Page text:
Some spoilers included past the video.
Just how did Al Capone live out the last year of his life? Did he slowly fade into senility due to stage three syphilis — or was it all an act? The trailer for Capone suggests that the most famous mobster of his time pulled a Vincent Gigante before The Chin ever thought of it, using the ruse of dementia to look for $10 million Capone — “Fonse,” to his family — managed to keep hidden from the feds in his tax-evasion trial.
Can Capone remember where he hid the money, or will his illness get the best of him first? And … is that what Capone is really about?
The film described in the trailer sounds like it has some promise. The film viewers actually get to see squanders it. Rather than any kind of caper film, Capone instead turns into a deeply unpleasant look at a deeply unpleasant man descending into dementia while being perhaps just aware enough of it to torture him. Almost the entire film takes place inside the Capone mansion, making us feel as quarantined as we already do in real life. The film spends more time on eruptions of Capone’s bodily functions than it does on the mythical $10 million.
That’s unfortunate in one aspect, as Capone appears to have spent the money for a good film. The estimated budget was just over $20 million, and got put to good use with an excellent cast. Tom Hardy gets a thankless task in playing Fonse and makes the most of it, but the mannerisms of a dementia patient get tiresome all too soon. Linda Cardellini provides the most humanity in a solid performance as his wife Mae, with Al Sapienza and Kathrine Narducci serviceable in smaller roles as Ralphie and Rosie, whose relationship to Fonse never gets an explanation. Kyle McLachlan has a smaller but critical role as a doctor who’s getting threatened to push Fonse into revealing where the money is, but that subplot goes nowhere, which makes McLachlan’s role a Macguffin at best. Ditto for an overblown cameo from Matt Dillon as Capone’s friend and mentor “Johnny” (presumably Torrio), which also goes nowhere but in a more horrific fashion. (Note: the actual Torrio outlived Capone and died of a heart attack while waiting for a haircut.)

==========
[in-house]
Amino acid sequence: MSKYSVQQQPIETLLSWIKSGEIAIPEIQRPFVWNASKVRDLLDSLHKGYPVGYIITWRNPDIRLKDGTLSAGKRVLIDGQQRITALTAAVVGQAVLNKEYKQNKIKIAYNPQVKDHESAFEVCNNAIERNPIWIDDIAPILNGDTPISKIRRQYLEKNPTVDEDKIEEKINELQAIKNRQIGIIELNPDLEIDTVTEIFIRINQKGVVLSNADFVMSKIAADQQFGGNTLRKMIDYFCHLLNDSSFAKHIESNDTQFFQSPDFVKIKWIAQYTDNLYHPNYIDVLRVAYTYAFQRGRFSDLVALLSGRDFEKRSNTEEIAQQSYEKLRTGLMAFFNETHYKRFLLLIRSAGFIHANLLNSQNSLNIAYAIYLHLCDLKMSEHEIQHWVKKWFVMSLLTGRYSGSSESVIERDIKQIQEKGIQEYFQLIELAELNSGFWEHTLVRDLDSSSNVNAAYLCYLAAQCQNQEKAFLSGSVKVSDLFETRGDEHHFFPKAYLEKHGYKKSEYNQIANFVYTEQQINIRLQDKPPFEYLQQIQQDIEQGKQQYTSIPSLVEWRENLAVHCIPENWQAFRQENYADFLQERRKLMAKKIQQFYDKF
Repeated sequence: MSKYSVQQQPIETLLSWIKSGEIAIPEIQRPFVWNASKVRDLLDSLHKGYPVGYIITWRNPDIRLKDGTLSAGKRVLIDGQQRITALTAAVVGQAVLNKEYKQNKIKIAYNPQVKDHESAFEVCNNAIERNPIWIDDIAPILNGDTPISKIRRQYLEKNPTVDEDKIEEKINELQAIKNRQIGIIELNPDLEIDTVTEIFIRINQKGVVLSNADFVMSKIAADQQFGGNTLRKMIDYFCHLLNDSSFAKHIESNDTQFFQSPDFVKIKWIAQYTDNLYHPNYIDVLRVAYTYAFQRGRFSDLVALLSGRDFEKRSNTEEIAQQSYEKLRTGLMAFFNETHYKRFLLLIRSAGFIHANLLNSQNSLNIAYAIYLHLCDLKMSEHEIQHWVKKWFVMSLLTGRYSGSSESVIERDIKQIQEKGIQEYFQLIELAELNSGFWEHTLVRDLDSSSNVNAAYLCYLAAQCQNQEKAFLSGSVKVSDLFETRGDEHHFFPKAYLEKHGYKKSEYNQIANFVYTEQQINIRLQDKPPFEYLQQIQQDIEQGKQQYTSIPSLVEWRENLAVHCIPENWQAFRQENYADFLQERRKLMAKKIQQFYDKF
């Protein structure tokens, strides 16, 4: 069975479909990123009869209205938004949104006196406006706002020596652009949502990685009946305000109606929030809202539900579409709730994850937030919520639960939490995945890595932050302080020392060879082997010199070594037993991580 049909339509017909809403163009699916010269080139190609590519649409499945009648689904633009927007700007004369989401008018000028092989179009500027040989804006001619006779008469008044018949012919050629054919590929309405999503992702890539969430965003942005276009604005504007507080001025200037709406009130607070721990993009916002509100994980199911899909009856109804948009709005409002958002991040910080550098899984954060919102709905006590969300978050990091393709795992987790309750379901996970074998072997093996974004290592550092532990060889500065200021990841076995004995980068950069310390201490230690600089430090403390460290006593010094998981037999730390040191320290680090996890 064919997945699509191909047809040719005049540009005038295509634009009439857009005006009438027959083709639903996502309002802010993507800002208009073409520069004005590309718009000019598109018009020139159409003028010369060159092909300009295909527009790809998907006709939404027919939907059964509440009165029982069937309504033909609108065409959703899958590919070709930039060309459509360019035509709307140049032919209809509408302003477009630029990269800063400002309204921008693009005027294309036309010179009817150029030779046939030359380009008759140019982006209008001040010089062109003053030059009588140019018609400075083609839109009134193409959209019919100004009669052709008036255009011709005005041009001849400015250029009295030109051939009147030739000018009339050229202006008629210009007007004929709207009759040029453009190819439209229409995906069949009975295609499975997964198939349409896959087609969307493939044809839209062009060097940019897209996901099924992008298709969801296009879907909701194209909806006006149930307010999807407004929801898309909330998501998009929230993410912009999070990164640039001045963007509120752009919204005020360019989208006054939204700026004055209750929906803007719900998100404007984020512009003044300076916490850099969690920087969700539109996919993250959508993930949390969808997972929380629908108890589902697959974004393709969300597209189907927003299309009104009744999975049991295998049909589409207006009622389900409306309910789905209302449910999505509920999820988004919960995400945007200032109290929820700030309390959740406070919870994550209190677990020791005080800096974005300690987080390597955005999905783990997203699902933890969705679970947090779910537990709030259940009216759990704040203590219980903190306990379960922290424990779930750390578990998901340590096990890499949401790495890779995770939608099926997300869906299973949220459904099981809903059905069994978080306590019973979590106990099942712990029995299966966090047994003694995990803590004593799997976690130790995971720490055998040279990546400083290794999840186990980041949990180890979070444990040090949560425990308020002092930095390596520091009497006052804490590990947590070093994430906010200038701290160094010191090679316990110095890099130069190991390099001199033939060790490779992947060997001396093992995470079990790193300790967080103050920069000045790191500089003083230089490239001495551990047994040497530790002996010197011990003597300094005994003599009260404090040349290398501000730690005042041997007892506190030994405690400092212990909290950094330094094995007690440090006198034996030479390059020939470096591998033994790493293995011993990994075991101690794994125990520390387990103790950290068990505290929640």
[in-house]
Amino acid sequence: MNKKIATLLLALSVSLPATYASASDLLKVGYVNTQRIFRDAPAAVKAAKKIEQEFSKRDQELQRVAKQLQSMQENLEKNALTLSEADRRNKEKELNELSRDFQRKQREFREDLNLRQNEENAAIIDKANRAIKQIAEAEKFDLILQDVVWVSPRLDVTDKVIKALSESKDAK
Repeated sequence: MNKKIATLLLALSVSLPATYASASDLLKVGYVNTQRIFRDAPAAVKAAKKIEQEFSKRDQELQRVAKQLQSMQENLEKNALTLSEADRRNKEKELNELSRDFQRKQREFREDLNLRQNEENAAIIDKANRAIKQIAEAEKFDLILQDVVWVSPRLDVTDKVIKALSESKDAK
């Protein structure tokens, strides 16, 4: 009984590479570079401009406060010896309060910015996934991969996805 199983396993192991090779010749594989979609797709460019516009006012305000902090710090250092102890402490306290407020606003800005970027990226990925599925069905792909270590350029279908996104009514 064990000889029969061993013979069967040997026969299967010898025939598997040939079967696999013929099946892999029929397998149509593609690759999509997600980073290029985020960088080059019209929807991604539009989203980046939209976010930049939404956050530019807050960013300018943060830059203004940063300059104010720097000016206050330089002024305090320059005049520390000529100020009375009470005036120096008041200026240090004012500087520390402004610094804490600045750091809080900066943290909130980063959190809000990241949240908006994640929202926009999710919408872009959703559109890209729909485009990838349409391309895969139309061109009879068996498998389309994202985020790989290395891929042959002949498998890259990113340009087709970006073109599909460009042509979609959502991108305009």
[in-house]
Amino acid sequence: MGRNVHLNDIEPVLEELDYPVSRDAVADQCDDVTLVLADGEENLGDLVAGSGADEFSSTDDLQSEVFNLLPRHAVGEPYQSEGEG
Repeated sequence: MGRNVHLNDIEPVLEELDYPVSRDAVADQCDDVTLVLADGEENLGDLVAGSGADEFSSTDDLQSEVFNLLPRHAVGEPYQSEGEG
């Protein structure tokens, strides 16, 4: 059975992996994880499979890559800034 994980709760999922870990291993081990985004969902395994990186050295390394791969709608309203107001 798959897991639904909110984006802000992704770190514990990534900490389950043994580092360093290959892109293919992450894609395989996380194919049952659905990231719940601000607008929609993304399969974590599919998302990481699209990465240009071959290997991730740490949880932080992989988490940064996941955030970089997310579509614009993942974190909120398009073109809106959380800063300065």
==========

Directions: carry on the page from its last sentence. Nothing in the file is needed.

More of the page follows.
Other than the scenery at Capone’s Florida mansion, the performances are all that makes Capone worth watching. The script is a mess, with subplots appearing and disappearing as often as Fonse’s memory. The mythical $10 million pops up from time to time, but so does a weird thread about a son Capone may or may not have had out of wedlock, leading to all sorts of angst within the family. All the while Hardy growls at everyone while staring out through bloody eyeballs with a sense of anger and confusion at all of it, at least when he’s not losing control of his excretory functions.
One has to wonder what another director might have done with this material. David Lynch, for example, could have made this into a quasi-masterpiece by making it into a Mulholland Drive-esque puzzler blending fantasy and reality. Francis Ford Coppola could have given it a mythic, Shakespearean-tragedy feel. Instead, Josh Trank (Fantastic Four) opts to play it straight, leaving us with nothing much more than the final decaying stage of a decadent, evil man who appears to have no redeeming qualities whatsoever.
By the end, we finally realize that we’ve all been caught up in the cinematic version of Geraldo Rivera’s famous journalistic pratfall. We’ve all gone on a treasure hunt in Capone’s vault, only to find nothing there — and no indication that there was anything there to find at all, ever.
Using the Hot Air scale for films already on home theater platforms, Capone gets a 2, but only for the performances:
- 4 – Buy the Blu-Ray/DVD
- 3 – Worth a rental price or pay-per-view
- 2 – Wait for it to come on a TV channel you already get
- 1 – Avoid at all costs
Capone is rated R for graphic violence, language, and a few other graphically represented events. It’s not appropriate for teenagers, nor would the subject of Al Capone interest them much anyway, at least not in its ending.